New Play Conference Theatre Workshops

GPTC New Play Conference Theatre WorkShops are a vibrant series of hands-on writing and performance-related classes designed and led by national theatre professionals.  WorkShops cover a variety of techniques and approaches and provide participants and an excellent opportunity to create and collaborate with one another while under the instruction of some of the top theatre artists in the country.

WorkShops are free of charge for all attendees and the general public.  Priority for attendance is given to the current GPTC Playwrights and conference participants. Sessions are held throughout the Conference week. Registration for the workshops will be available soon. Please check back here for registration information.

To sign up for a workshop please send the name and day of the workshop (or workshops) in an email to: We will place everyone that we can into each workshop until they are at full capacity. We will respond back to let you know the status of your request asap. Thank you!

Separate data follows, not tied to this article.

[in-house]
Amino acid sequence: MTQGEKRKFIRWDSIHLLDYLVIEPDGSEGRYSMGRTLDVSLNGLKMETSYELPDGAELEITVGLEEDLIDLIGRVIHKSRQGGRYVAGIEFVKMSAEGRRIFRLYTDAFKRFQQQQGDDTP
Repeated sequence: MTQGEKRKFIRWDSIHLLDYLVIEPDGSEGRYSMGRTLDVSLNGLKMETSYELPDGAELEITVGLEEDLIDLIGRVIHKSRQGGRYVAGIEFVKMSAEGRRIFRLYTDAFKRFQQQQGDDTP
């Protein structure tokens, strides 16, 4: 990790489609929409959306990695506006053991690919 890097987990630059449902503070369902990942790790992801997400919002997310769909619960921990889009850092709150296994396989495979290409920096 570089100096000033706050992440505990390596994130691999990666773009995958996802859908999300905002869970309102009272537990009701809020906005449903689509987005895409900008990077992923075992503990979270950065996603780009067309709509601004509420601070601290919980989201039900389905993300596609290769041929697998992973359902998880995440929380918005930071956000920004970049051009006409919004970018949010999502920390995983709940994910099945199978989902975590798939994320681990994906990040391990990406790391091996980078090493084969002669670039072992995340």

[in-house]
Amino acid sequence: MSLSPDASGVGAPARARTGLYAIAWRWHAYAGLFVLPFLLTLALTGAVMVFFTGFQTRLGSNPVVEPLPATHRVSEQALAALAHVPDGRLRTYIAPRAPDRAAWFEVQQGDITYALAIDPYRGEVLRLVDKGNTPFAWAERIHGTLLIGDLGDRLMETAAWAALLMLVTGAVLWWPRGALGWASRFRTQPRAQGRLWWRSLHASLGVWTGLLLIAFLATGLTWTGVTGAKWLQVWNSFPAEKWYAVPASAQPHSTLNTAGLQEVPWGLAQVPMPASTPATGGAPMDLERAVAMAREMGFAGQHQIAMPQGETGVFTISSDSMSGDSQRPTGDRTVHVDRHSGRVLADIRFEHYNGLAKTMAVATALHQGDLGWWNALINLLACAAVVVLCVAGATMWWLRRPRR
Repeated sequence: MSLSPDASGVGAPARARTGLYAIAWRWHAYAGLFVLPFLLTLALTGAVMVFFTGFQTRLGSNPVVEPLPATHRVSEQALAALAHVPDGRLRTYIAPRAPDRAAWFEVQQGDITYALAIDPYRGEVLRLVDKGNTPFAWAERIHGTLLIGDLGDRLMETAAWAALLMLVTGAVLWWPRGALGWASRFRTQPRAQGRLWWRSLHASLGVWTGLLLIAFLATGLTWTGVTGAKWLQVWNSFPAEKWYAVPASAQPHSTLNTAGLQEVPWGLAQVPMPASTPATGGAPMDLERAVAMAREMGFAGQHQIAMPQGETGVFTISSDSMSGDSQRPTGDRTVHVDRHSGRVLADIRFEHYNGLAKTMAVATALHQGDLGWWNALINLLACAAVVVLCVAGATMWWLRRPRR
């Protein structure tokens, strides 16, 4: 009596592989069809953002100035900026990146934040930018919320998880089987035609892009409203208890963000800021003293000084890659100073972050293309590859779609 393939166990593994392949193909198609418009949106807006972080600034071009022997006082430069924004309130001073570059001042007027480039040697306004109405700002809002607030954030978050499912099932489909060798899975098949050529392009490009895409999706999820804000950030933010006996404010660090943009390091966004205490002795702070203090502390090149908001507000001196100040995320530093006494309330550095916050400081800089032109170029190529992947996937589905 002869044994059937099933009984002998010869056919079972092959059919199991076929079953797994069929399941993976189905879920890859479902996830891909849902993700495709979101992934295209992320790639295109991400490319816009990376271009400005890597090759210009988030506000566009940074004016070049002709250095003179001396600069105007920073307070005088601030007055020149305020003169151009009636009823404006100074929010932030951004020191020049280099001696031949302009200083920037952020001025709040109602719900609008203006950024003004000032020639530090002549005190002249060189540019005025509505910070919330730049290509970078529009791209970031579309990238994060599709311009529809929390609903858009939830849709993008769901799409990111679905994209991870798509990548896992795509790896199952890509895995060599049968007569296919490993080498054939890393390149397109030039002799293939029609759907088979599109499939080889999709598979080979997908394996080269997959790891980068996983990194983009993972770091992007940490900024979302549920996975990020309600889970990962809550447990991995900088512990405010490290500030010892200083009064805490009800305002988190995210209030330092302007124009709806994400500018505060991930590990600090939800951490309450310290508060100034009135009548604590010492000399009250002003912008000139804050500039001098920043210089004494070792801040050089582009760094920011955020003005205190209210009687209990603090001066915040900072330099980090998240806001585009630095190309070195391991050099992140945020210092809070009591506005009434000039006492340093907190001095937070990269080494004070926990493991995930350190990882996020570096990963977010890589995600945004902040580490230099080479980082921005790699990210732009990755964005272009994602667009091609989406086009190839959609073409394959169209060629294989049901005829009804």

2021 GPTC New Play Conference Workshops




Jaclyn Backhaus

Snack and Hacks: Looking for ways to jostle and replenish your process?

Jaclyn looks to the alchemical, the excavational, the mathematical and the

extraterrestrial as she leads you through a series of small exercises and

freewrites with the intention to uncover, dust off, and open new portals in

your work.


Eliza Bent

Improv for Writers: Together we will explore chance, improv, and aleatory

techniques across disciplines to serve, surprise, and disrupt even the most

veteran of writers…



Getting Unstuck: Do you feel stuck on the play you’re currently working on?

Or did you get stuck on a former piece and finally, in frustration, put it aside?

This workshop will help get you out of creative gridlock, allowing you to open

up your play via new, unexplored territory.


Michael John Garcés

Community-Engaged Theater: Cornerstone Theater Company’s Artistic

Director, Michael John Garcés, will share some of the strategies and exercises

the company uses to create unique and meaningful works of theater with a

wide range of communities and populations.





John J. Caswell Jr.

Getting Personal: Writing What you Know: Writing a play requires